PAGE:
The frenzy of the 2016 Rio Olympics is over. Medals have been awarded and athletes have returned home.
To get to the elite level, Olympians go through intense, focused physical and psychological training for years. Some swimmers train for more than 35 hours a week, and gymnasts and runners train for more than 30.
Considering the time that athletes spend exercising, it would be fair to assume they lead healthier lives than the average person. Exercise has often been considered an important factor in maintaining good health. But how much of a good thing is too much?
The New York Times explores the effect of Olympic-level physical training on the body and finds long-term intensive training changes how the heart is shaped. A previous study found endurance athletes were at a higher risk for developing atrial fibrillation, but it did not show any causal relationship between strenuous training and heart problems. A 2012 study examined the hearts of long-term competitive athletes and found irregularities in the athletes’ right ventricles, which pumped considerably less blood than those of a completely healthy heart.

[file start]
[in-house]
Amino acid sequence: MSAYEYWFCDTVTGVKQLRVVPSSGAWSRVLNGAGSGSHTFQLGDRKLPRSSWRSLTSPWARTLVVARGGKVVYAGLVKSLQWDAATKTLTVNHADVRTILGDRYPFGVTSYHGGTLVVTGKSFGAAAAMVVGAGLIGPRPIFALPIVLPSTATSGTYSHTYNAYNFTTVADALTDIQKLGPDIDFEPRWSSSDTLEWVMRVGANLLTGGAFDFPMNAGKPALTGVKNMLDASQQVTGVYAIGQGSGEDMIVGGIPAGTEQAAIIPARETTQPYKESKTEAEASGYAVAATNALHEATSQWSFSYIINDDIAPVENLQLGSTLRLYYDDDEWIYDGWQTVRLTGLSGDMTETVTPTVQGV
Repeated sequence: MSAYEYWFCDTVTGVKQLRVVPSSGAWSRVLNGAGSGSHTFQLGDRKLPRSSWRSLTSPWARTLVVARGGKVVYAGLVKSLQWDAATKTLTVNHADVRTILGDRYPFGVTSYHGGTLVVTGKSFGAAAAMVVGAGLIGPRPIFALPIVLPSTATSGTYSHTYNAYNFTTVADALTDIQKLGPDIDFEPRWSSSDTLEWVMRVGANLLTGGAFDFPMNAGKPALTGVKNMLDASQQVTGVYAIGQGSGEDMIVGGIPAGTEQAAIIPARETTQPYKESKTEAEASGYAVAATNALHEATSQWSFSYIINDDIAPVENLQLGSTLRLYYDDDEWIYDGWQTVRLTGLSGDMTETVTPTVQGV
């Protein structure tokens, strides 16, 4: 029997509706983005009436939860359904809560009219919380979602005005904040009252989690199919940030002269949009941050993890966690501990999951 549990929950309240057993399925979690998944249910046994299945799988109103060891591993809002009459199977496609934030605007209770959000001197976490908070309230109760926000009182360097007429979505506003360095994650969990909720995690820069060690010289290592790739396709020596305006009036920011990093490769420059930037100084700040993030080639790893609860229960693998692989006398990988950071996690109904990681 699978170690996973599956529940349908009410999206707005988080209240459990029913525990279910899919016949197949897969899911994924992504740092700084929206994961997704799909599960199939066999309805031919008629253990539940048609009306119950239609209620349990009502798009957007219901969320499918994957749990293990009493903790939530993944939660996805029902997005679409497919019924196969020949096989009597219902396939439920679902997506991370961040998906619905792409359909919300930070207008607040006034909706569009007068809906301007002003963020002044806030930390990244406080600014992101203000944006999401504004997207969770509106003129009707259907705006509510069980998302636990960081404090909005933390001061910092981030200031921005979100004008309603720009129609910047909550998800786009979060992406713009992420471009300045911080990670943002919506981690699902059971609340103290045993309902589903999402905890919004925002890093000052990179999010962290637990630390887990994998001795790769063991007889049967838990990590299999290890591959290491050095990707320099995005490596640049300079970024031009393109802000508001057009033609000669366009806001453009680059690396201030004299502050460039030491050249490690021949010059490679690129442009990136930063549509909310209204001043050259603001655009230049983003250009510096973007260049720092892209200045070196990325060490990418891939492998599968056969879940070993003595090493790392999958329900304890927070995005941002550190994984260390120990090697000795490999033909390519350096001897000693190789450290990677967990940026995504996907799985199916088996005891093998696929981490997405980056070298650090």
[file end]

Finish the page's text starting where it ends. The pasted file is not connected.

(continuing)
To further investigate the effects of strenuous exercise on health, a recent study at Saarland University in Germany on older endurance athletes has uncovered a noticeable difference in the structure of athletes’ hearts, but not in the way it functions. Researchers of the study believe any harm from intensive training might be short-term as they observed no damage in the long-term. Exercise scientists haven’t reached a consensus on the state of professional athletes’ health, but it’s clear their bodies have adapted to their unique lifestyle.
For an average healthy adult, the Department of Health and Human Services recommends at least 150 minutes of moderate aerobic activity or 75 minutes of vigorous aerobic activity a week in addition to strength training exercises for all major muscle groups at least two times a week. On the flip side, experts warn against exercising too much, as it can lead to injuries and lasting physical damage. For those of us not headed to Tokyo in 2020, there is an exercise “sweet spot” where we can reap the health benefits of physical activity without spending hours at the gym.
– Aparna Mazumdar